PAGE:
Within the apical pole, which is in contact with the outside, we can find microvellosities, stereocilia, cilia and flagella. Microvilli are extensions of cylindrical shape that increase the absorption surface.

Stereocilies, which are pear shaped, promote transport and nutrient absorption. On the other hand, the cilia, resemble microvilli, although they have greater width. The flagella, similar to the cilia, have an even larger size.

In the basal pole, the part closest to the membrane, we find invaginations and hemidesmosomes. Invaginations are folds of the membrane, whereas hemidesmosomes are desmosomes that bind the epithelium with the membrane.

Desmosomes are cellular structures that maintain cohesion between adjoining cells.

Classification of epithelial tissue

Epithelial Tissue Coating: Definition and Types 1

To classify the different types of epithelial tissue, we are based on the arrangement, body part where they are, and morphology, ie the number of layers between the surface and the sheet.

Simple or mono-stained epithelium

This tissue is found in areas of low wear, formed only by a layer of cells, and participates in processes of diffusion, osmosis, filtration and absorption. We can in turn classify it into several categories.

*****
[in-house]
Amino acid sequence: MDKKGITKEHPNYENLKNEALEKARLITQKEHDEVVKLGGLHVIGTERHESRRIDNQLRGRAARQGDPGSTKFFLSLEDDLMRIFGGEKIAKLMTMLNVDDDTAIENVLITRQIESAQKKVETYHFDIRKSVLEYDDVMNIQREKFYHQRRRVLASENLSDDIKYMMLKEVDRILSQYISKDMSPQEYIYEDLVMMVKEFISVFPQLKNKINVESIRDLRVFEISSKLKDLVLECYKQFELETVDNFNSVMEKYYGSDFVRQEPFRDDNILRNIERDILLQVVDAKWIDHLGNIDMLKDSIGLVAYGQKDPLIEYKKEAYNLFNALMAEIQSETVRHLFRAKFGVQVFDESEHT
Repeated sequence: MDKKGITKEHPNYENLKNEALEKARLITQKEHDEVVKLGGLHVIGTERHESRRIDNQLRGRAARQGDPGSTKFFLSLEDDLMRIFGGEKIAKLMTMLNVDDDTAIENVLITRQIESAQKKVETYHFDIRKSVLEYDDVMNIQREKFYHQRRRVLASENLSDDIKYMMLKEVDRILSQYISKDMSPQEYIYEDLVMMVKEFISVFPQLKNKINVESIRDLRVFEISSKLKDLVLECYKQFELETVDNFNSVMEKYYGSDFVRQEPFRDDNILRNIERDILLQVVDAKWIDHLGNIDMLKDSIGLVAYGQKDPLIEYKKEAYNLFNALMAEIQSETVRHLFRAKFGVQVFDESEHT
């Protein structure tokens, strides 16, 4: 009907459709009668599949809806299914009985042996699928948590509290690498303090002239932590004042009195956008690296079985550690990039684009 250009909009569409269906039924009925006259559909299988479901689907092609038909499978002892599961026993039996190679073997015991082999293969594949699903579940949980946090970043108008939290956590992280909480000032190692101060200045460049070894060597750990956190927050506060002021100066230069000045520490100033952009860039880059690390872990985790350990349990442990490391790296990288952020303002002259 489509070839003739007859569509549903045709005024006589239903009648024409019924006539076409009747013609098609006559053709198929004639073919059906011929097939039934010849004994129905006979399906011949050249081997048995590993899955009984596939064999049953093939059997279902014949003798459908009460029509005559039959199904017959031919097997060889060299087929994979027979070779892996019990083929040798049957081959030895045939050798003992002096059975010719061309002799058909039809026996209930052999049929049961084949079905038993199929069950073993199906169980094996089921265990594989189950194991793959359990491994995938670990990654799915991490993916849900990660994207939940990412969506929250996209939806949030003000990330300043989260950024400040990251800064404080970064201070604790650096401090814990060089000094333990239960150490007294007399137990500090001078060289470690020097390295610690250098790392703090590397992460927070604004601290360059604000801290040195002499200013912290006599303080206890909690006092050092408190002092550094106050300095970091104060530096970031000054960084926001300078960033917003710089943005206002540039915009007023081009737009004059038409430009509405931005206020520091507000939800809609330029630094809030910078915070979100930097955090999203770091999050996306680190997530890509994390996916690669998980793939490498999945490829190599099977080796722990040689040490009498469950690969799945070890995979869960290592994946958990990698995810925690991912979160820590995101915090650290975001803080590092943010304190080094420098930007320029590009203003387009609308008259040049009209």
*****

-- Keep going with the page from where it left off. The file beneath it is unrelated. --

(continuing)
• Simple or pavement scaly epithelium
  • Simple cuboidal or cuboidal epithelium
  • Simple cubic epithelium with microvilli
  • Simple cylindrical epithelium or simple columnar
  • Secretory simple cylindrical epithelium
  • Simple cylindrical epithelium with absorbent cells
  • Simple cylindrical epithelium with hair cells

Stratified epithelium

It is found in areas with wear or friction, and is formed by more than one layer of cells. It is perpendicular to the membrane. The classification of stratified epithelium focuses only on cell morphology and upper layer, and may be:

  • Non-keratinized stratified squamous epithelium
  • Stratified keratinized squamous epithelium
  • Stratified cuboidal epithelium
  • Laminated cylindrical epithelium
  • Transitional epithelium
  • Pseudostratified

Transitional or polymorphic epithelium

The transitional epithelium is formed by several layers of cells and was originally thought to be a transition between the cylindrical stratified and the stratified squamous. But after several investigations, he is considered a different type.

This is normally found in the Urinary tract . The surface of this epithelium is shaped like domes, and for example, when the bladder is distended, these domes flatten, causing a narrowing of the epithelium.

Pseudostratified cylindrical epithelium

It resembles the stratified epithelium, but only has a layer of cells, where the nuclei of these are at different levels, making it appear stratified.

Only some of the cells that make up this epithelium come to touch the outside. Within this we find the following distinctions:

  • Ciliated Pseudostratified cylindrical epithelium
  • Ciliated pseudostratified cylindrical epithelium
  • Pseudostratified cylindrical epithelium with stereocilia


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  7. Ashton Acton (2013) Epithelial Cells. Scholarly Editions.